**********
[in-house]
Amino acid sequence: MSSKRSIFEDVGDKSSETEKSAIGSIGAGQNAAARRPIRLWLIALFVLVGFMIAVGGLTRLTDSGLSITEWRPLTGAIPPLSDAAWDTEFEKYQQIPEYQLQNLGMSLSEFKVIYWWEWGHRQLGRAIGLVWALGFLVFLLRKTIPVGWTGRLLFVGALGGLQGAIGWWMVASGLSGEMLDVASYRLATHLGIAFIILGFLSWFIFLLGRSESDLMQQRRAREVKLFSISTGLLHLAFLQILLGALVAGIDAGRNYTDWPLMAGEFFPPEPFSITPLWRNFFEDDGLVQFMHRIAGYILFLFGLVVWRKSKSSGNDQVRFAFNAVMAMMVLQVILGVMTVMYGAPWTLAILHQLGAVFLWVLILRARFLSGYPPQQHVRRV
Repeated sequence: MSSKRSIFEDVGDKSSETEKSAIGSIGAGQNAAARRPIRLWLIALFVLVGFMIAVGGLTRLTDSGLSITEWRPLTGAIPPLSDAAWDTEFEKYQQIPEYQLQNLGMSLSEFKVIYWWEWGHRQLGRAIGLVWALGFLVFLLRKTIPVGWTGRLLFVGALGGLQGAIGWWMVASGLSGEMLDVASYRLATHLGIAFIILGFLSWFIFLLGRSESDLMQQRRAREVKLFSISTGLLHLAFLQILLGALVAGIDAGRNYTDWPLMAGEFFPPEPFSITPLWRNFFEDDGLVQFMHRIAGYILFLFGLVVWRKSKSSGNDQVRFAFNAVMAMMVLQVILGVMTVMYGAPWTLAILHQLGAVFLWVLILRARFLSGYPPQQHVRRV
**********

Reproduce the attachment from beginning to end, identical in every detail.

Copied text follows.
[in-house]
Amino acid sequence: MSSKRSIFEDVGDKSSETEKSAIGSIGAGQNAAARRPIRLWLIALFVLVGFMIAVGGLTRLTDSGLSITEWRPLTGAIPPLSDAAWDTEFEKYQQIPEYQLQNLGMSLSEFKVIYWWEWGHRQLGRAIGLVWALGFLVFLLRKTIPVGWTGRLLFVGALGGLQGAIGWWMVASGLSGEMLDVASYRLATHLGIAFIILGFLSWFIFLLGRSESDLMQQRRAREVKLFSISTGLLHLAFLQILLGALVAGIDAGRNYTDWPLMAGEFFPPEPFSITPLWRNFFEDDGLVQFMHRIAGYILFLFGLVVWRKSKSSGNDQVRFAFNAVMAMMVLQVILGVMTVMYGAPWTLAILHQLGAVFLWVLILRARFLSGYPPQQHVRRV
Repeated sequence: MSSKRSIFEDVGDKSSETEKSAIGSIGAGQNAAARRPIRLWLIALFVLVGFMIAVGGLTRLTDSGLSITEWRPLTGAIPPLSDAAWDTEFEKYQQIPEYQLQNLGMSLSEFKVIYWWEWGHRQLGRAIGLVWALGFLVFLLRKTIPVGWTGRLLFVGALGGLQGAIGWWMVASGLSGEMLDVASYRLATHLGIAFIILGFLSWFIFLLGRSESDLMQQRRAREVKLFSISTGLLHLAFLQILLGALVAGIDAGRNYTDWPLMAGEFFPPEPFSITPLWRNFFEDDGLVQFMHRIAGYILFLFGLVVWRKSKSSGNDQVRFAFNAVMAMMVLQVILGVMTVMYGAPWTLAILHQLGAVFLWVLILRARFLSGYPPQQHVRRV